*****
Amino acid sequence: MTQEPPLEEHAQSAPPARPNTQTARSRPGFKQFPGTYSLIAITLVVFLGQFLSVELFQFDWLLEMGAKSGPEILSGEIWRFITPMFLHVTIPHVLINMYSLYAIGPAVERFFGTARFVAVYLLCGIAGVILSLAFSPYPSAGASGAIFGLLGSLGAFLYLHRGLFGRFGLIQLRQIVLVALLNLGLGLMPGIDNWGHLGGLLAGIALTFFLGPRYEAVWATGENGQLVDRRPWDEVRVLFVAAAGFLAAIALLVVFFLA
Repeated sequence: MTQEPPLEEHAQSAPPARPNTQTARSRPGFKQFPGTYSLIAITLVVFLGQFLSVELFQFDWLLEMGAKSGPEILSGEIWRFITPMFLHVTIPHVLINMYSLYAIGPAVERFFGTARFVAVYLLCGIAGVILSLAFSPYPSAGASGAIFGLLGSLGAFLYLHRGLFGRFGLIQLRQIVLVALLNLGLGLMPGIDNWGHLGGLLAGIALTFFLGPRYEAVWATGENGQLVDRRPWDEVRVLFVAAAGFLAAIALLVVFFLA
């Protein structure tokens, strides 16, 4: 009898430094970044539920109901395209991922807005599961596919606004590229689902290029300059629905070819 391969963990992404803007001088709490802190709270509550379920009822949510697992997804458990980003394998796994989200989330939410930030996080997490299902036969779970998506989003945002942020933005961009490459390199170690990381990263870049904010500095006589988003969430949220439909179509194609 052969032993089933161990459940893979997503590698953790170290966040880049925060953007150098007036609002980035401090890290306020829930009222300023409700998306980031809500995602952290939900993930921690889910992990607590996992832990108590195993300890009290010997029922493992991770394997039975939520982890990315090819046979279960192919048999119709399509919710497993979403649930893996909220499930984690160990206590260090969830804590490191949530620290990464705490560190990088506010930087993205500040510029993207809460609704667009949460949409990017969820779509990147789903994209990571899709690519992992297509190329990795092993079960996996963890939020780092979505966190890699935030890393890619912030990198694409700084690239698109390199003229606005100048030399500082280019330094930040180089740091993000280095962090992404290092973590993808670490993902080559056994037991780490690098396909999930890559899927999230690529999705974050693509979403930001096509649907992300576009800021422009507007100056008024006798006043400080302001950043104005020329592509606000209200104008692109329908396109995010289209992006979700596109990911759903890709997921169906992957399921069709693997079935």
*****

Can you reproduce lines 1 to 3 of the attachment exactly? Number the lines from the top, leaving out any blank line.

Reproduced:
Amino acid sequence: MTQEPPLEEHAQSAPPARPNTQTARSRPGFKQFPGTYSLIAITLVVFLGQFLSVELFQFDWLLEMGAKSGPEILSGEIWRFITPMFLHVTIPHVLINMYSLYAIGPAVERFFGTARFVAVYLLCGIAGVILSLAFSPYPSAGASGAIFGLLGSLGAFLYLHRGLFGRFGLIQLRQIVLVALLNLGLGLMPGIDNWGHLGGLLAGIALTFFLGPRYEAVWATGENGQLVDRRPWDEVRVLFVAAAGFLAAIALLVVFFLA
Repeated sequence: MTQEPPLEEHAQSAPPARPNTQTARSRPGFKQFPGTYSLIAITLVVFLGQFLSVELFQFDWLLEMGAKSGPEILSGEIWRFITPMFLHVTIPHVLINMYSLYAIGPAVERFFGTARFVAVYLLCGIAGVILSLAFSPYPSAGASGAIFGLLGSLGAFLYLHRGLFGRFGLIQLRQIVLVALLNLGLGLMPGIDNWGHLGGLLAGIALTFFLGPRYEAVWATGENGQLVDRRPWDEVRVLFVAAAGFLAAIALLVVFFLA
């Protein structure tokens, strides 16, 4: 009898430094970044539920109901395209991922807005599961596919606004590229689902290029300059629905070819 391969963990992404803007001088709490802190709270509550379920009822949510697992997804458990980003394998796994989200989330939410930030996080997490299902036969779970998506989003945002942020933005961009490459390199170690990381990263870049904010500095006589988003969430949220439909179509194609 052969032993089933161990459940893979997503590698953790170290966040880049925060953007150098007036609002980035401090890290306020829930009222300023409700998306980031809500995602952290939900993930921690889910992990607590996992832990108590195993300890009290010997029922493992991770394997039975939520982890990315090819046979279960192919048999119709399509919710497993979403649930893996909220499930984690160990206590260090969830804590490191949530620290990464705490560190990088506010930087993205500040510029993207809460609704667009949460949409990017969820779509990147789903994209990571899709690519992992297509190329990795092993079960996996963890939020780092979505966190890699935030890393890619912030990198694409700084690239698109390199003229606005100048030399500082280019330094930040180089740091993000280095962090992404290092973590993808670490993902080559056994037991780490690098396909999930890559899927999230690529999705974050693509979403930001096509649907992300576009800021422009507007100056008024006798006043400080302001950043104005020329592509606000209200104008692109329908396109995010289209992006979700596109990911759903890709997921169906992957399921069709693997079935």